Syria's lesson is that exhaustive diplomacy must precede force
The idea of Syria handing its chemical weapons over to international control is so obvious that one wonders why it wasn’t proposed before.
In fact it was discussed by Russian and American officials as far back as May, but it took the gas attacks of 21 August, then opposition in America and Britain to air strikes, and Russian opposition as well, before anybody took the idea seriously.
What is astonishing about this idea surfacing so late in the day is that it is just the latest example of American, British, French and Russian diplomats failing to exhaust all diplomatic avenues to avoid conflict, which you would have thought was their job.
First, we saw the British steamrolled by the Americans into an over-hasty parliamentary vote as a prelude to military action, David Cameron eventually conceding that there should be an attempt at a UN resolution and that UN inspectors should be allowed to report first. Then the G20 St Petersburg summit, at which Putin and Obama met for 20 minutes – just enough time to discuss Syria possibly handing over its chemical stockpile, when surely the topic should have been thoroughly thrashed through by then.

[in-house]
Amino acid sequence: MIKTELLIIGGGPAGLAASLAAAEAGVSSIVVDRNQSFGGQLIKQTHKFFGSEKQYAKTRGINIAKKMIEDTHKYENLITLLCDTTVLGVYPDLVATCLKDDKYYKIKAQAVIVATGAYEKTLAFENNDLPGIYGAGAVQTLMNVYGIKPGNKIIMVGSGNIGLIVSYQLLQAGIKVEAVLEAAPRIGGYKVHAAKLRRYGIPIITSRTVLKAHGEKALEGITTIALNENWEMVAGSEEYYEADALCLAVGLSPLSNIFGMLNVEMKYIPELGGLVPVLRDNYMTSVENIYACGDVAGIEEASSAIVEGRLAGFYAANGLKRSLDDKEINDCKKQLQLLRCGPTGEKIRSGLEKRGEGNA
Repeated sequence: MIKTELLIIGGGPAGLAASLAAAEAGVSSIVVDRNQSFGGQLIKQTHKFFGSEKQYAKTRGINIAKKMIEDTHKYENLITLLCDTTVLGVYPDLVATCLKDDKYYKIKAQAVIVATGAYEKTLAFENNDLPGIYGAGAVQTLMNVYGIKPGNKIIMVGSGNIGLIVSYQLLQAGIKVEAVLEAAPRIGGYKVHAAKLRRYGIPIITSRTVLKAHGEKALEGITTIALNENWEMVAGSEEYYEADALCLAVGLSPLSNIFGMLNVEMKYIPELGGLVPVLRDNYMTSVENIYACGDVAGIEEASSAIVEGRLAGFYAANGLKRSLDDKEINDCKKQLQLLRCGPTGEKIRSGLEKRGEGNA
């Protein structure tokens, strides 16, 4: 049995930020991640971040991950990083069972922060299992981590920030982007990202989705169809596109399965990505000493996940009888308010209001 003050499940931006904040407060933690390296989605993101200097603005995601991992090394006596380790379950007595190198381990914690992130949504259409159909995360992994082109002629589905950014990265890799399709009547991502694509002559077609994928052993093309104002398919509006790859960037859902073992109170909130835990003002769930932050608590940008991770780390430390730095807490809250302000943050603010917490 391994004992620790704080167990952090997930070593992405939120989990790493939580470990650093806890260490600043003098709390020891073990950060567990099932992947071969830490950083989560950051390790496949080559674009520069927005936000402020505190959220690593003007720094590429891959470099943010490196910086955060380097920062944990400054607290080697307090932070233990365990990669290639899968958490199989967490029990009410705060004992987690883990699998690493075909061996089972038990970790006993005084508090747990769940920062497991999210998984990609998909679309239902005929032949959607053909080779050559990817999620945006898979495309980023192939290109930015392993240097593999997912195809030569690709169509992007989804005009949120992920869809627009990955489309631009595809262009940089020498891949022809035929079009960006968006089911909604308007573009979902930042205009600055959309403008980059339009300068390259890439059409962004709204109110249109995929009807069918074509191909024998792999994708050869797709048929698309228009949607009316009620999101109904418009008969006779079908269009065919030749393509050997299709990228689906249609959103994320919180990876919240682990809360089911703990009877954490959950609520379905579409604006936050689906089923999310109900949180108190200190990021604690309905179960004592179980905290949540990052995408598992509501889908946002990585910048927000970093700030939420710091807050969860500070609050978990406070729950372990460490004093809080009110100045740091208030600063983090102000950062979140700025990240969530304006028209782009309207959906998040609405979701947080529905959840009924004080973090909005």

It took European foreign ministers, meeting at the weekend, to float the idea publicly for the first time, and then John Kerry to float it again in London on Monday, before the Russians picked up the baton and started running with it.
What I find most remarkable about this is that the Americans and the British, who claim to be sensitive to the messy memory of the Iraq war, seem to have made so little public effort to learn from past mistakes. Even if you don’t think joined-up diplomacy is going to work, particularly at the UN Security Council, even if you think the Russians and Syrians are just playing for time, you have to be seen to be giving diplomacy your very best shot.
Instead, diplomacy has been thrust upon Obama and Cameron by public opinion, which keeps sending the same message: “You haven’t tried hard enough to avoid military action.” And in this, the public is surely right.
Another example of diplomatic failure was France‘s version of a UN resolution, circulating last night, clearly linking failure by Syria to hand over its weapons to retaliatory use of force. That was never going to wash with Moscow, as the French, British and Americans must have known. So why set up a confrontational resolution, other than to expose the Russian proposal as unworkable? Why not work with the Russians, as opposed to against them?
This, presumably, is what John Kerry and Sergei Lavrov (pictured above) will try to do when they meet in Geneva tomorrow. The only way to reach agreement may be by decoupling any threat of force from a UN resolution, but requiring the matter to be re-referred urgently to the security council if the Syrians fail to begin surrendering chemical stockpiles within a period of perhaps 30 days.
As the UN Security Council has failed to agree a single resolution on Syria since 2011, diplomacy will probably fail, aside from the practical difficulties of securing a chemical arsenal in the midst of a civil war. But surely the lesson of the last few weeks – if not from 2003 – is that exhaustive diplomacy must precede the use of force.
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